To feel awkward and offended, or do i need to get a grip?

(43 Posts)
notsuchaspringchicken Thu 03-Jan-13 09:57:48

I was at work the other day, posh store.
I jumped onto the tills to help them out, its not usually my job, but they were busy.
Anyway, someone from another team came over, a man, with a female colleague.
He was doing stuff with all the tills. when he got to mine he was all innundo, ' do you mind if i put my hands in your drawers', ' im going to be pushing your buttons',' is this doing it for you', ' im going in deep'.
Ive never spoken to him before, dont know his name. Female he was with found it funny and was laughing.
I was totally thrown if im honest and felt very awkward. I can do banter, but i dont know him, have never spoken to him, and it was in a professional enviroment. I ended up laughing it off, but it felt really uncomftable.

So, AIBU, or do i need to just get a life?

CheCazzo Thu 03-Jan-13 09:59:55

He was being a showy off dickhead. Know that and drop the issue - I very much doubt any of it was directed actually at you - you could have been anyone. It's not that you need to 'get a life' - just don't give this waste of space knobhead another second of your precious time.

Do you even need to ask? He is a twunt and I would report him to management.

HecatePropolos Thu 03-Jan-13 10:02:44

No. you're not unreasonable. I don't know WHY women appear to be conditioned to laugh this stuff off, like you're some sort of spoilsport if you don't find it funny to be treated to sexual jokes in the workplace hmm but we are.

I think that unsmiling direct eye contact would be better than laughing it off. Or even saying that you don't think that's appropriate.

It's ok to not like it. I hate this "can't you take a joke" attitude to sexual innuendo.

MediumOrchid Thu 03-Jan-13 10:03:21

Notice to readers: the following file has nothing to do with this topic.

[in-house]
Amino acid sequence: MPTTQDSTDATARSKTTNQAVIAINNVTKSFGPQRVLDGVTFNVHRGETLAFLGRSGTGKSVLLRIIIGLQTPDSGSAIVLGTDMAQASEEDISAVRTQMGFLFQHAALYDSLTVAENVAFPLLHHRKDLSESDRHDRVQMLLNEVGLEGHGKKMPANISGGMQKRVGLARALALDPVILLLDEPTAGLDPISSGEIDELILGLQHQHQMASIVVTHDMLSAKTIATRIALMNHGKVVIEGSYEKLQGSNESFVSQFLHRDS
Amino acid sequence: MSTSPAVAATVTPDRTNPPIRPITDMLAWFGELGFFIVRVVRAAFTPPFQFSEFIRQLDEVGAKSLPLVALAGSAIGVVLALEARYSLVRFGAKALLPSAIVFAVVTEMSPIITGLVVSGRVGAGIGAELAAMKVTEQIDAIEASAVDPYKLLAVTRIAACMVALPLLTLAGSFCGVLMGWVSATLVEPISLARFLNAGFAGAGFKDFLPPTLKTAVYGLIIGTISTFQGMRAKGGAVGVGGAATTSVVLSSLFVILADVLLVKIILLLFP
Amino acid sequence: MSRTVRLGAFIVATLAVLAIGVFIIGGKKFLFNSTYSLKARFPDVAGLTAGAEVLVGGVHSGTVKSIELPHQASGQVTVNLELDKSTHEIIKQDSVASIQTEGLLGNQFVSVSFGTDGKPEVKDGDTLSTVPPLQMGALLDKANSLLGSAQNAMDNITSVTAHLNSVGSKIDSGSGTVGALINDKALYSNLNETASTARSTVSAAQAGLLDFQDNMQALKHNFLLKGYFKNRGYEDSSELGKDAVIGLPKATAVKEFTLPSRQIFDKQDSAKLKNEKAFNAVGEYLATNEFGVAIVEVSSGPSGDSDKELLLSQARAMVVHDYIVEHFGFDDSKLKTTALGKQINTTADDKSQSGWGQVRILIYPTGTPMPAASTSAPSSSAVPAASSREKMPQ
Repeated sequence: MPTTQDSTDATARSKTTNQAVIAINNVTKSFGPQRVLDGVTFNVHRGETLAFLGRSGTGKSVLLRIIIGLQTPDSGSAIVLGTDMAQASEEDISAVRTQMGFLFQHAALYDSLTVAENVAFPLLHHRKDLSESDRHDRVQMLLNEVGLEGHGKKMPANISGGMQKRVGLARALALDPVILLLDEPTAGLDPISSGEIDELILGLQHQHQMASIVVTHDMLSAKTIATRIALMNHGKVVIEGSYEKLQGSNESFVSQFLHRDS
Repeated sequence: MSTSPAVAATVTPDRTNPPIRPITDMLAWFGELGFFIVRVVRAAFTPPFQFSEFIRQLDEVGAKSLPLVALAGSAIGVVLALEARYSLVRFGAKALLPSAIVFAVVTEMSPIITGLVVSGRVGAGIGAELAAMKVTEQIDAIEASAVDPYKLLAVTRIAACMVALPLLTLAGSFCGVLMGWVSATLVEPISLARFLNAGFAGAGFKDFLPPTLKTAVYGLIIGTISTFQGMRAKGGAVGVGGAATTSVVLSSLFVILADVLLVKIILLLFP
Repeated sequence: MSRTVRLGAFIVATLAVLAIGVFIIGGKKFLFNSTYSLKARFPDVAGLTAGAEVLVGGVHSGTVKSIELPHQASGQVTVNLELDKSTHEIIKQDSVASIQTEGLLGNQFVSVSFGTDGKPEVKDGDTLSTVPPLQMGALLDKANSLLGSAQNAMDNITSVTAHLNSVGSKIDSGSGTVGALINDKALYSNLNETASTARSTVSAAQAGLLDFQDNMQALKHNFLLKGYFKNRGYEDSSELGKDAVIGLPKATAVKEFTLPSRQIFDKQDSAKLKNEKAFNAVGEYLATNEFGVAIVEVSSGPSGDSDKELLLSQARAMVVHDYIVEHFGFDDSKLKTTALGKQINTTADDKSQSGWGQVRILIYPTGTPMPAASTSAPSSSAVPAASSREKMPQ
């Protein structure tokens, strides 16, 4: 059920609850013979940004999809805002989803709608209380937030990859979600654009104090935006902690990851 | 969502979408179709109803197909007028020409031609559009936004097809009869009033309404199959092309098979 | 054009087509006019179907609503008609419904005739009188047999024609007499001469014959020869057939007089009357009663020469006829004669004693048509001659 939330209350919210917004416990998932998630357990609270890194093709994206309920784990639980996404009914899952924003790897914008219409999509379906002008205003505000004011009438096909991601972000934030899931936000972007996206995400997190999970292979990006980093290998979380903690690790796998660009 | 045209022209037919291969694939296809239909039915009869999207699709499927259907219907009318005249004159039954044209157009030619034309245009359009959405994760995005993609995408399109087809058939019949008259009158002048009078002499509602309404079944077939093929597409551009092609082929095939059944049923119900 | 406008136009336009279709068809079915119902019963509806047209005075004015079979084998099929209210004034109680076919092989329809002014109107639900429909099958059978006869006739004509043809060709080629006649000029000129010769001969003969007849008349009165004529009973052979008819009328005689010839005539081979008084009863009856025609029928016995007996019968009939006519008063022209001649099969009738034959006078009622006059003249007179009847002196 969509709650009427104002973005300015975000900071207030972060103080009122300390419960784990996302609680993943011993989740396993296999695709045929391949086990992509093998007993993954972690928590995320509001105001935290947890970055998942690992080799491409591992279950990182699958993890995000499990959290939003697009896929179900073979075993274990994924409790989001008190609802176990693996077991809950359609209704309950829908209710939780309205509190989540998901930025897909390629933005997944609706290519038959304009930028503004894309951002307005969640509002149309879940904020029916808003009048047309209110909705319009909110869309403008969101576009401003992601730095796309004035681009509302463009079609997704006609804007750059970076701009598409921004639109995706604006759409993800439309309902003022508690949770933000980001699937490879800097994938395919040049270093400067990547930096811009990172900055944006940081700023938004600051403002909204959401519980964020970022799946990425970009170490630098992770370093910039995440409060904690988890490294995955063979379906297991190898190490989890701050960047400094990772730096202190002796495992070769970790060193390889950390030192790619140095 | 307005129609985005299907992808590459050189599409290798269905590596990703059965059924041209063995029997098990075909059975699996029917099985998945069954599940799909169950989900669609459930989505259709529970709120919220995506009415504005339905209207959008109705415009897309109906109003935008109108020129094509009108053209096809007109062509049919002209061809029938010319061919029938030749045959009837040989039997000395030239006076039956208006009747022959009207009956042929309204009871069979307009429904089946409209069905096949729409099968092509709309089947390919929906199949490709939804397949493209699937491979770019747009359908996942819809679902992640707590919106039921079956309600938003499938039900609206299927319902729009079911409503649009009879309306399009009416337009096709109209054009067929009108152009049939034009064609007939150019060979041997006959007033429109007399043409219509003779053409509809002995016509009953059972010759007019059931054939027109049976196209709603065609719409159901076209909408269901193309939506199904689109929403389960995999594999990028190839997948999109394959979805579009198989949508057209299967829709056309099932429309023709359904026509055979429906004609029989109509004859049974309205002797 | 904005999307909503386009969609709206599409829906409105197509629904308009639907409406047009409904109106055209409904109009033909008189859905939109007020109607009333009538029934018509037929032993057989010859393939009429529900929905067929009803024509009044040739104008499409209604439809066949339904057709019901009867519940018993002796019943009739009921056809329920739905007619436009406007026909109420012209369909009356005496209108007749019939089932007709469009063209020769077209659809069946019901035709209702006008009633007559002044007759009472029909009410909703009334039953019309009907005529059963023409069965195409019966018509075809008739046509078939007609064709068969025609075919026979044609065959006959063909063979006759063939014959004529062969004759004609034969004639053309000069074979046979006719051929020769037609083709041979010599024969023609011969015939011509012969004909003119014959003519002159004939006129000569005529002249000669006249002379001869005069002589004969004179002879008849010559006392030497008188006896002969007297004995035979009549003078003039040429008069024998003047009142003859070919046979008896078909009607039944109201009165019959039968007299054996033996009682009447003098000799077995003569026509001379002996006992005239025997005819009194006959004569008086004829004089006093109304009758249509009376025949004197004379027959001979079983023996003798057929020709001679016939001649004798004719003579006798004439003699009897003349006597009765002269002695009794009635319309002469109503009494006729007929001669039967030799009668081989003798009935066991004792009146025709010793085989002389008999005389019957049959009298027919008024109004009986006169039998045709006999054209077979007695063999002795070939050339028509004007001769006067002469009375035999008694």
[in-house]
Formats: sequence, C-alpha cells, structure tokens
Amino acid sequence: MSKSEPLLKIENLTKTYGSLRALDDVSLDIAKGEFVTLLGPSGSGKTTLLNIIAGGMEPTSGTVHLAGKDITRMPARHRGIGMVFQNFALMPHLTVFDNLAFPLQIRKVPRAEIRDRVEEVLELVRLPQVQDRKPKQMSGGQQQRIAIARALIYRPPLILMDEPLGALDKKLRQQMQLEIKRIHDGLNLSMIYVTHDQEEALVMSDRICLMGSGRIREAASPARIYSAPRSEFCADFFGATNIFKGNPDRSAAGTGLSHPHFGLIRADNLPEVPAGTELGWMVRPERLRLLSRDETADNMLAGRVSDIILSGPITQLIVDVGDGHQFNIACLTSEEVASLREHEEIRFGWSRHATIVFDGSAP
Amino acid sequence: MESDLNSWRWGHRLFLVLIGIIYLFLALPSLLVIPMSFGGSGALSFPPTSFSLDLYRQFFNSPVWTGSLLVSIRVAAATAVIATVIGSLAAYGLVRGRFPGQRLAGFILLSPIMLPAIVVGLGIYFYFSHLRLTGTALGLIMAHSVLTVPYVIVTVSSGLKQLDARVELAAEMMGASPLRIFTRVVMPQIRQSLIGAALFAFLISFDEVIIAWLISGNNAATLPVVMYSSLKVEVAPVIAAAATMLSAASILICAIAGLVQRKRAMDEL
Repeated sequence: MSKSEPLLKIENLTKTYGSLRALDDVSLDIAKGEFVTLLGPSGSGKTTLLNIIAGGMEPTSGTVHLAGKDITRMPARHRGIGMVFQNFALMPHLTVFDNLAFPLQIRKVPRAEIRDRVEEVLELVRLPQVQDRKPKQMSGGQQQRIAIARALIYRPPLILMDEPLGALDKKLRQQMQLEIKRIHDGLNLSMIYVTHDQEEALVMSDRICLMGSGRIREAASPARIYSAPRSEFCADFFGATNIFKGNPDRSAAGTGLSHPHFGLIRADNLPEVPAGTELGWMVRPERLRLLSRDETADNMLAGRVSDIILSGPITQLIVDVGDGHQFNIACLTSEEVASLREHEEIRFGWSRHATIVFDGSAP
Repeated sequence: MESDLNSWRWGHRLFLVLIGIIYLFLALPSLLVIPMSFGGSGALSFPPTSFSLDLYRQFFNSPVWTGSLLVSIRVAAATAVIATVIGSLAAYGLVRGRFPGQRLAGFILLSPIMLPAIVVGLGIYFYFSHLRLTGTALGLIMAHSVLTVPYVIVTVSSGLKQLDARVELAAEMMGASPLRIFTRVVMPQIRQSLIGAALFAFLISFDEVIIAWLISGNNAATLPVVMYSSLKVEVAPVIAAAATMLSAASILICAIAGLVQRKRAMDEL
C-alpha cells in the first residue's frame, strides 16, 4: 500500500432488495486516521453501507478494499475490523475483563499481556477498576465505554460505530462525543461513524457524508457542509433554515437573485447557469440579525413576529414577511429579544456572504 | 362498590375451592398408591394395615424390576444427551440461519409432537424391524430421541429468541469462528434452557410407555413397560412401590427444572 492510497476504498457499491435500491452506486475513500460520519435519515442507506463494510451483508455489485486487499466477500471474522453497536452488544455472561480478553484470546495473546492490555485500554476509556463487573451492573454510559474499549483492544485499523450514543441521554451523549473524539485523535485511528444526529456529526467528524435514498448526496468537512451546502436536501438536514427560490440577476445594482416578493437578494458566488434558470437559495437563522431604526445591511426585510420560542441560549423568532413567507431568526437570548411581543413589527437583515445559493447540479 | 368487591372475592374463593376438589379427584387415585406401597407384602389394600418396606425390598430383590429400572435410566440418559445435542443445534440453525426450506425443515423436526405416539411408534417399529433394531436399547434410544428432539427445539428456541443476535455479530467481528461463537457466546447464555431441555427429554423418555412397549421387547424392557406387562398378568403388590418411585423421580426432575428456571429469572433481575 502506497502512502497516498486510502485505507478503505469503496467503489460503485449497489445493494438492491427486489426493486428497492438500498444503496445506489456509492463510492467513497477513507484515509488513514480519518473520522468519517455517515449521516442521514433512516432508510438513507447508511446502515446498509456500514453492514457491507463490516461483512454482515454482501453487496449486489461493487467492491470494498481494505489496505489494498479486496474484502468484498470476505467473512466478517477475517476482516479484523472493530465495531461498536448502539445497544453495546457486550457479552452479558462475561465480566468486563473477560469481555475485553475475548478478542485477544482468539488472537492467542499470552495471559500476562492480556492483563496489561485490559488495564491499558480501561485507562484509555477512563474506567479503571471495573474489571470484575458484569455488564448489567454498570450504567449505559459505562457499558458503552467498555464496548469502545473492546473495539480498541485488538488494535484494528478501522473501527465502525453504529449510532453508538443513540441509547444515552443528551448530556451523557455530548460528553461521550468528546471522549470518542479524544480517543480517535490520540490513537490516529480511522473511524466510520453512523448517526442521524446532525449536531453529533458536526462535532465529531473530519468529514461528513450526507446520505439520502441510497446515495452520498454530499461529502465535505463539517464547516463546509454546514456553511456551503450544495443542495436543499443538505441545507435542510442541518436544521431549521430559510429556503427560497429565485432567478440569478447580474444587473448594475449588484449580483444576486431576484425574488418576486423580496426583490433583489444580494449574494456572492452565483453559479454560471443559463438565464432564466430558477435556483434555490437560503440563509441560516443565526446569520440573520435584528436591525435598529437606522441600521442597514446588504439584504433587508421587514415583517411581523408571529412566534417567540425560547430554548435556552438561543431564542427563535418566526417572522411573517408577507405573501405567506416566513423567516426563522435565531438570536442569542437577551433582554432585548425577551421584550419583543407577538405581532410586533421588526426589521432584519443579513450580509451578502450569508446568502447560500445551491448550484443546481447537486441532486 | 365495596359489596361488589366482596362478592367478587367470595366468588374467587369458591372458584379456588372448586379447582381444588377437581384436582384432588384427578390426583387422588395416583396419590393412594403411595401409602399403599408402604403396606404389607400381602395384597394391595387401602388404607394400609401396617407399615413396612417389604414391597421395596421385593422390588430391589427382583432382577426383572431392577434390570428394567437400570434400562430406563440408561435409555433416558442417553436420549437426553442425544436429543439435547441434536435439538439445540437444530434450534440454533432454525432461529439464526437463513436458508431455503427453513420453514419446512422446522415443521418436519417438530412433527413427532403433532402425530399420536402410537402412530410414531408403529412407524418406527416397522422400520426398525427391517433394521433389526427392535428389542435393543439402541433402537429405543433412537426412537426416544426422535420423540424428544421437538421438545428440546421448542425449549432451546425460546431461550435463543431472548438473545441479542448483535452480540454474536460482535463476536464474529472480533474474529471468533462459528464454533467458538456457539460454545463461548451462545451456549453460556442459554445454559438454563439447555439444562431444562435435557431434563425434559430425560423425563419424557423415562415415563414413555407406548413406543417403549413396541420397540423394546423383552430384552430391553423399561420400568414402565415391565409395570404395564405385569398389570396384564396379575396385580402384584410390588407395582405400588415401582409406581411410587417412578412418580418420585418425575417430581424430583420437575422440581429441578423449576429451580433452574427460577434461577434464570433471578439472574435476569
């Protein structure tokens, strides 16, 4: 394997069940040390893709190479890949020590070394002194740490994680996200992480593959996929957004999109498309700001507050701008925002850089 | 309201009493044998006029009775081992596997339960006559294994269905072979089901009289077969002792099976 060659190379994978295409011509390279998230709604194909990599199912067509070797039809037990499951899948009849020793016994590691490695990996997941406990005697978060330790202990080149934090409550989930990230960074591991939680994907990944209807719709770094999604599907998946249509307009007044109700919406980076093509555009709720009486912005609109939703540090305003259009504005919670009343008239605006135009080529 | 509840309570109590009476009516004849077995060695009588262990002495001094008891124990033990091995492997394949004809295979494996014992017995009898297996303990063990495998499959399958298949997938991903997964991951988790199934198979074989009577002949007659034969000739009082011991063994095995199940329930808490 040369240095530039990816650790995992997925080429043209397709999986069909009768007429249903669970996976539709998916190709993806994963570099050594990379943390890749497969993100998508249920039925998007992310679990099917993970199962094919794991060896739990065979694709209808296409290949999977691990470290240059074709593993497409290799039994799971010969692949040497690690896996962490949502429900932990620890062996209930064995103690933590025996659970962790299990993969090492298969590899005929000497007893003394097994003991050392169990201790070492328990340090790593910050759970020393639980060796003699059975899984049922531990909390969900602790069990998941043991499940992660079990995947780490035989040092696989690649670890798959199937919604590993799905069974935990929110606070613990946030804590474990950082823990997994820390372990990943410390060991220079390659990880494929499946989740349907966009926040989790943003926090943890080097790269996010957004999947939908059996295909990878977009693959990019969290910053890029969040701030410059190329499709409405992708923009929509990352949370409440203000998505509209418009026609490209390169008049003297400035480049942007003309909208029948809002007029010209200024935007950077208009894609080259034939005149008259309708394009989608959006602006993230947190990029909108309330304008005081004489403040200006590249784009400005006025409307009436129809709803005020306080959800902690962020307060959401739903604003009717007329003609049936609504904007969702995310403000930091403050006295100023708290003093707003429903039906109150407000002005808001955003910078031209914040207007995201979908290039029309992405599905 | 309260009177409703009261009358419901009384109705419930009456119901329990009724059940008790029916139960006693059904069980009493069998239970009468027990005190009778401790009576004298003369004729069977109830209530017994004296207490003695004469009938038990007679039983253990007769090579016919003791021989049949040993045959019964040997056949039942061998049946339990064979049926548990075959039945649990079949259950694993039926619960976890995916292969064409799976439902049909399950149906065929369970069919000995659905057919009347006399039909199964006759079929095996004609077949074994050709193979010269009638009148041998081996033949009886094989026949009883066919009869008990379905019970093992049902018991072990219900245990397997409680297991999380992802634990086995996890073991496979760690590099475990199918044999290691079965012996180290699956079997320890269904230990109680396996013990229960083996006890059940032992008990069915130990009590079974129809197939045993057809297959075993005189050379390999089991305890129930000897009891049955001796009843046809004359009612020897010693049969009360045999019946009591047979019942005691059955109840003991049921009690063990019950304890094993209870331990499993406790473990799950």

YANBU, totally inappropriate. I'd have been very cross afterwards but probably laughed out of embarrassment at the time too.

MrsWolowitz Thu 03-Jan-13 10:04:01

He was showing off a being an idiot.

Try and forget about it. If he does it again it might be worth having a word with him.

notsuchaspringchicken Thu 03-Jan-13 10:04:15

No, i just wondered if i had got all uptight and needed to lighten up.

You know, could have just been jokey, i didnt think it was funny.

If it was a friend, fair enough, bit of misplaced banter, but it felt more mocking, because he doesnt know me at all, and is considerably younger.... just felt like i was openly being taken the piss out of really.

god he went too fr imo.
one coment bad enough but all those comments,
grim

notsuchaspringchicken Thu 03-Jan-13 10:07:17

hecate - i agree, i dont know why we have to be ok wth this stuff. made me feel very uncomftable, and the girl he was with just laughed, which then also felt like it was laughing at me, if that makes sense.

VitoCorleone Thu 03-Jan-13 10:10:54

Sounds to me like he was taking the piss to "impress" the female he was with

He sounds like a knob

HollyBerryBush Thu 03-Jan-13 10:12:04

Were the other girls ok with it?

What is offensive to one wouldn't be offensive to another person.

notsuchaspringchicken Thu 03-Jan-13 10:19:48

Im not a ' girl' im a 34 year old woman.
He is early 20's as was the girl he was with. He didnt do it to anyone else on the till bank.

Its not professional behaviour though, is it? Bearing in mind it was in full view/ listening of customers too.

samandi Thu 03-Jan-13 10:20:54

YANBU, it's inappropriate and silly.

HecatePropolos Thu 03-Jan-13 10:25:58

No, it's totally inappropriate. And it only matters that it was offensive to you.

A hundred women could enjoy a bloke in the workplace making smutty remarks about their 'drawers' and it would still be perfectly valid for you to find it offensive and to say so.